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cuddlepony

  • 4 years ago

Integrate xcos(5x) so I set g'(x) = x f(x) = cos(5x) Thus, I get (x^(2)cos(5x)/2) - Integral of 5xcos(5x) so I use substitution u = 5x du/5 = dx therefore, (x^(2)cos(5x)/2) + (1/5)integral of usin(u) giving me (x^(2)cos(5x)/2) + (5x^(2)cos(5x)/10) + c what am I doing wrong the text book and wolfram alpha claims I have the wrong answer

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  1. cuddlepony
    • 4 years ago
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    crud I just realized where I went wrong

  2. cuddlepony
    • 4 years ago
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    i mean antiderivative of a product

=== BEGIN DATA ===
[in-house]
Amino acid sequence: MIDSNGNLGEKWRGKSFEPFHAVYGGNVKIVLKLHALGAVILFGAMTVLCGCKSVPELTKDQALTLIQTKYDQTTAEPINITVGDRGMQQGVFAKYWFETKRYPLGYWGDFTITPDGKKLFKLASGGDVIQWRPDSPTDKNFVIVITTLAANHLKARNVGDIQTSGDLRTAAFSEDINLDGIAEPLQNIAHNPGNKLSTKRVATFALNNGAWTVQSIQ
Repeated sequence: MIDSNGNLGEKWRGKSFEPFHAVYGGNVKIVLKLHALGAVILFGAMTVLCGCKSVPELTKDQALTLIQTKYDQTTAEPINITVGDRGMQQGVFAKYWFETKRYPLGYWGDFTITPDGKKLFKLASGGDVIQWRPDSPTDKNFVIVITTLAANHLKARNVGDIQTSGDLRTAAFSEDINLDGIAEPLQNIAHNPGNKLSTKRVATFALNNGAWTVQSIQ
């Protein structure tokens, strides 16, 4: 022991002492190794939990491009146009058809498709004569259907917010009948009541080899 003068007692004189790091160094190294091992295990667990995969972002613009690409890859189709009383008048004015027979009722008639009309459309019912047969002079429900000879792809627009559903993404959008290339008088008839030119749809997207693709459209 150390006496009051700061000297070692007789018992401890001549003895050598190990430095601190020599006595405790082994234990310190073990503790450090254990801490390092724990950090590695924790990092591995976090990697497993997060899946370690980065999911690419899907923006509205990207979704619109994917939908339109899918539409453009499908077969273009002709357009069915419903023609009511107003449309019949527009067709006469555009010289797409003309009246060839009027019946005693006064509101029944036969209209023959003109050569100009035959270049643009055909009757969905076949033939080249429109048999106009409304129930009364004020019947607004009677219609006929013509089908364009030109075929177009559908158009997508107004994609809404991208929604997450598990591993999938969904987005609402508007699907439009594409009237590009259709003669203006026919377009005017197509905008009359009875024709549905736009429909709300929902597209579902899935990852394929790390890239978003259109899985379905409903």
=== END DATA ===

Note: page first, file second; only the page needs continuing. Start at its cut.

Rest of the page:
3. cuddlepony
    • 4 years ago
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    do I at least have the right idea with the substituion rule or am I way off?

  4. ezhyl_marie
    • 4 years ago
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    ∫ x cos(5x) dx = integrate it by parts, assuming: x = u → dx = du cos(5x) dx = dv → (1/5) sin(5x) = v thus, recalling by parts integration rule, ∫ u dv = u v - ∫ v du, you get: ∫ x cos(5x) dx = (1/5)x sin(5x) - ∫ (1/5) sin(5x) dx = (1/5)x sin(5x) - (1/5) ∫ sin(5x) dx = (1/5)x sin(5x) - (1/5) [- (1/5)cos(5x)] + C = (1/5)x sin(5x) + (1/25) cos(5x) + C thus, in conclusion: ∫ x cos(5x) dx = (1/5)x sin(5x) + (1/25) cos(5x) + C I hope it helps.. Bye!

  5. cuddlepony
    • 4 years ago
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    man this migrane isn't helping me integrate integration by parts into my head

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